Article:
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      1. It’s not the first time, is it? I don’t set out to give offence, Yvette, but it’s obviously taken. I don’t have this problem elsewhere and I find it as upsetting as you do. We obviously have different tastes and sense of humour but that shouldn’t be a cause for conflict. I’ve always tried to use the adage ‘if you can’t say anything nice…’ but am not succeeding here. I won’t remove you from my blogroll because I often find your posts interesting, despite what you may think. Perhaps I’ve expressed myself badly and I apologise if so. I will refrain from commenting. Thank you for past help.

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      2. wel l I love you very much and always will.
        I will still glad gift a free copy of any health book I write and I would love to even stay connected. But maybe for you and I less is more – seems obvious – especially if you do not have this elsewhere – and so just stick to that elsewhere because they obviously have more kindred ideas with you.
        and I was kind to your first comment about the gloom and doom – which was not only rude but it appeared that you wrote the comment without really reading the full post – because if you had you read the fiction fully maybe you would have seen it was more than gloom and doom.
        Further, sorry but nuclear disasters are all gloom and doom and that was the topic of the location and so that is why this topic was here.
        Lastly I might always write about doom and gloom and so seriously – do us both a favor and unfollow (hate to be rude but you have all those other travel friends and walking blog pals – nurture what you have and let us both accept that we do not have to have chemistry with everyone.
        We are equals but different – and I am not sure how you are elsewhere – but no more sloppy little comments will be left here at priorhouse blog. Just not having it
        peace to you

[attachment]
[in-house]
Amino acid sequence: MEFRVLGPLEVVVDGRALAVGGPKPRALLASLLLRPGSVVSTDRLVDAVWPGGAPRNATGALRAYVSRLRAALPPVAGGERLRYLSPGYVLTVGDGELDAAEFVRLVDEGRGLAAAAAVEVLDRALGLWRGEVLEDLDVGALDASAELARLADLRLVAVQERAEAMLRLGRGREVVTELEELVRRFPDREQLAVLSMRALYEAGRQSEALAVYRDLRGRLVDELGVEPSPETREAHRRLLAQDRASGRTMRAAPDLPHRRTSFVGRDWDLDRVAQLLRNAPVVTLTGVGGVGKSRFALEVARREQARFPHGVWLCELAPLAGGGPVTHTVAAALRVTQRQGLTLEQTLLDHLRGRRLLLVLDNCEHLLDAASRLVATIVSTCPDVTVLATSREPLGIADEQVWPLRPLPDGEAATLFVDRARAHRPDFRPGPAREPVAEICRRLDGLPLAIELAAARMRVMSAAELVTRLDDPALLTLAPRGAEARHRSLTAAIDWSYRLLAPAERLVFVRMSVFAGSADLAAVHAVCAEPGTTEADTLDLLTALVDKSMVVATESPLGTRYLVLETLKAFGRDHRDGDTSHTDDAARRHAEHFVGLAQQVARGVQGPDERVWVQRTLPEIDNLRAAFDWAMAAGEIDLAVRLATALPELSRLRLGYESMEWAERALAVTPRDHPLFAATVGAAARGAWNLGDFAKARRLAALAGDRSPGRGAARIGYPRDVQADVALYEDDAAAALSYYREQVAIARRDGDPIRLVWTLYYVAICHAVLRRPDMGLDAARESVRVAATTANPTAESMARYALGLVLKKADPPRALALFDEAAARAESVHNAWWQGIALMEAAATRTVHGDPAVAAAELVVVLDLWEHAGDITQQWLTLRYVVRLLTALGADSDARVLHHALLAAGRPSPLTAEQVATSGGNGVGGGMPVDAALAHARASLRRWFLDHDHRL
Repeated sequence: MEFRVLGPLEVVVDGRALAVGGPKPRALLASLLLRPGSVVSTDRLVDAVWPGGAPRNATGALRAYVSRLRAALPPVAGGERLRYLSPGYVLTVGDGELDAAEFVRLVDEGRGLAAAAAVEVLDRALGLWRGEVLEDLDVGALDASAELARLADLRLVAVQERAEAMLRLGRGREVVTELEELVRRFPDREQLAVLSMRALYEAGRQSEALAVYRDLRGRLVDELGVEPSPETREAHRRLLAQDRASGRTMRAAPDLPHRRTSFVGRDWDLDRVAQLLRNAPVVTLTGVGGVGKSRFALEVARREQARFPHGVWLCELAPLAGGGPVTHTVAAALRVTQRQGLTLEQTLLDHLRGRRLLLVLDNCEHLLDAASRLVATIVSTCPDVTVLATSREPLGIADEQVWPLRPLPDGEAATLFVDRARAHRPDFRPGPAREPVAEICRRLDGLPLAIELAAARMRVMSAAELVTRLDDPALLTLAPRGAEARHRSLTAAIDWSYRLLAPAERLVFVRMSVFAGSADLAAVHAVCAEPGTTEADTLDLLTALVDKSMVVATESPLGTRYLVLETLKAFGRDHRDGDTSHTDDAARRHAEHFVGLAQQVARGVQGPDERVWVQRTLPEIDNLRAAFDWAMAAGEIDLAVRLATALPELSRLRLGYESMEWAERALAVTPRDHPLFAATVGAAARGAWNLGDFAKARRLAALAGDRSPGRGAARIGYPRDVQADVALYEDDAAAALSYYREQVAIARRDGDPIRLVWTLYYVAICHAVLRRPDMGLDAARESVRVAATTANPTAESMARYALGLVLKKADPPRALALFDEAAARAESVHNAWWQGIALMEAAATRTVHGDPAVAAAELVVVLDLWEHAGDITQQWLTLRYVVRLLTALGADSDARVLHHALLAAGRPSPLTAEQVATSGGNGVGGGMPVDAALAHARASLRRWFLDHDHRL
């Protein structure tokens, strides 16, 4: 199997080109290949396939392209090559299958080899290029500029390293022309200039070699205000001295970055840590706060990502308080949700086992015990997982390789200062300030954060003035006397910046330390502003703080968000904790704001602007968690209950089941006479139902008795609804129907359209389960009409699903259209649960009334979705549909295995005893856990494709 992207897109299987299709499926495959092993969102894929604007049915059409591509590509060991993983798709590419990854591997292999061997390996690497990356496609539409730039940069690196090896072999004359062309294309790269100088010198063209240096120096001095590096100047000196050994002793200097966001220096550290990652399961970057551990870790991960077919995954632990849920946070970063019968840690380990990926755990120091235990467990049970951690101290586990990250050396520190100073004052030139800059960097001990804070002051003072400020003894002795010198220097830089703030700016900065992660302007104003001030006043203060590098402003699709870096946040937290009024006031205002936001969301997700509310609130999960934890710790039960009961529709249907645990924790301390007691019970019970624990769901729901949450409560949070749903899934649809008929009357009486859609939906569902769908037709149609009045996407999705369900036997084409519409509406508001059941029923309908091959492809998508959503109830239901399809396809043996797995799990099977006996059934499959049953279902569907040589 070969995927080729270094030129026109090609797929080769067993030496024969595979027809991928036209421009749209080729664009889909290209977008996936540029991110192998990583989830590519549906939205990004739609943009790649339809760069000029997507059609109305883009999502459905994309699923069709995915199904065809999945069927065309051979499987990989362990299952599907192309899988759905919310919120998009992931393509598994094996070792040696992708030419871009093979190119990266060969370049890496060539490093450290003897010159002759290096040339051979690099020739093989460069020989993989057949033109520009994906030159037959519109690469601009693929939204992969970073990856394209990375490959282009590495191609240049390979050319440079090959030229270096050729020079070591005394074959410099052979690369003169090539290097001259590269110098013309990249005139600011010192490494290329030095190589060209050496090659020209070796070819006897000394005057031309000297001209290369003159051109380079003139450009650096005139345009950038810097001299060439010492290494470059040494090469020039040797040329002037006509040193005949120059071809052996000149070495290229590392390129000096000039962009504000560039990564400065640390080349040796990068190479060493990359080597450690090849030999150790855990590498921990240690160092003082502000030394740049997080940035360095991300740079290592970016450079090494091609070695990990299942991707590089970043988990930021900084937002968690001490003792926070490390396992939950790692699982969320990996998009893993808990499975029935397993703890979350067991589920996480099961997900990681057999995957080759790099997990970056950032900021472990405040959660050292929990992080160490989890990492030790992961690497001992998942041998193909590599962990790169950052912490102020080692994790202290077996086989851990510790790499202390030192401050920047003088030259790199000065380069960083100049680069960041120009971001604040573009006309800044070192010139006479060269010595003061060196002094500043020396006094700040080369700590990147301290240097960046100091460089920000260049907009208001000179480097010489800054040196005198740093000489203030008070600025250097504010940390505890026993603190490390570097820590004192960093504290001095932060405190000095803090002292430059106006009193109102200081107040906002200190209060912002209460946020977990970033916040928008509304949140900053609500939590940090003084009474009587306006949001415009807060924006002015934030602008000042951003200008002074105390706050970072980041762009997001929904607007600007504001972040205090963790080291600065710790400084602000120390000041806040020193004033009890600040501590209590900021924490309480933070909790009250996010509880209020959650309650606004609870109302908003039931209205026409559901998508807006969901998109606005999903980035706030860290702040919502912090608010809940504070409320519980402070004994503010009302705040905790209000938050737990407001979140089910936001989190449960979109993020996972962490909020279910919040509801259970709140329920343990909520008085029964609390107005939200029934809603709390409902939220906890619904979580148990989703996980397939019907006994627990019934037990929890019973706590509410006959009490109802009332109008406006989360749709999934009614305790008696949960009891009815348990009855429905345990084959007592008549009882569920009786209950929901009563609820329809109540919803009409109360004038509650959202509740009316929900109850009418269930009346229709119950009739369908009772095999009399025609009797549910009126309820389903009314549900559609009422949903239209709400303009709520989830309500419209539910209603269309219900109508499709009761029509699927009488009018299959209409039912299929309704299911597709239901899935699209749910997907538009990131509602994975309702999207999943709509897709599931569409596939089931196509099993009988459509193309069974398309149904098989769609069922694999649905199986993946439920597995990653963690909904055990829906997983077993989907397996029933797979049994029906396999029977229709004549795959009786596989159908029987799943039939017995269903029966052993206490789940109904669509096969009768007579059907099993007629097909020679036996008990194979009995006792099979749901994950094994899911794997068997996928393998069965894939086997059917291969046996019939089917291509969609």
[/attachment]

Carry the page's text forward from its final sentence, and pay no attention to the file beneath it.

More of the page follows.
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      3. You have the power to hurt with words, Yvette, as you also have the power to trash comments that offend, I did read, and have reread your fiction, but I have a power station on my doorstep and did not appreciate your humour. I know that you have a good heart but I would prefer that this conversation had never taken place. Peace to you also.

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    3. Sorry you have a power station near your house and hope it never has a meltdown.

      and dear one, I am sorry, because I never want to be cold to anyone – esp you because I believe you mean well and you are genuine….
      But this week my patience is thin and it was long overdue to speak up (feel like you were egging me on through many posts)) – but let’s now move on – and sincerely – I send my apologies if the delivery was rough – I knew no other way. Let’s part ways in blog land and/or maybe visit occasionally if either feels led to do so.

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  1. I think it is scary to live near by a nuclear power plant. Radiation is something that you can’t see for feel. I just hope when incident occurs, there is an emergency system that alerts people very quickly.

    Liked by 1 person

  2. “Do things right or don’t do them.” [sigh] That’s why I don’t get ANYTHING done!!!! I liked your piece, Yvette. I’ve seen a documentary or two about the incident and it’s really scary how cutting corners, and fear, can lead to such a monumental stuff up.

    Liked by 1 person

    1. Hi – no command of multi languages but the Spanglish is alive and well in the states – ha
      And appreciate the comment and I don’t know if medvedev is related – but the history I read noted that he was an engineer there and so was offered the job of key investigator . Then he wrote a book – it was not like a good documentary with sources. Instead it was a bit personal – first person and lots of testimony but not fully sourced so some skeptical – but it did highlight erroneous actions and whew – that had to be hard for him to speak such truth – ya know

      Liked by 1 person

  3. I think you’ve written a terrific story, Yvette. What a clever way of including your metaphor of the walls falling down if it’s not done right! Putting a story about mistakes inside one about misunderstanding – really imaginative! Super writing!

    Liked by 1 person

  4. The literal use of no cut corners, walls fall — paints a perfect picture of phrase meeting photo. I saw the photo first and it’s a room of sad. When the life walked out. Or maybe ran.
    I like the blend of cultures and influences here, too.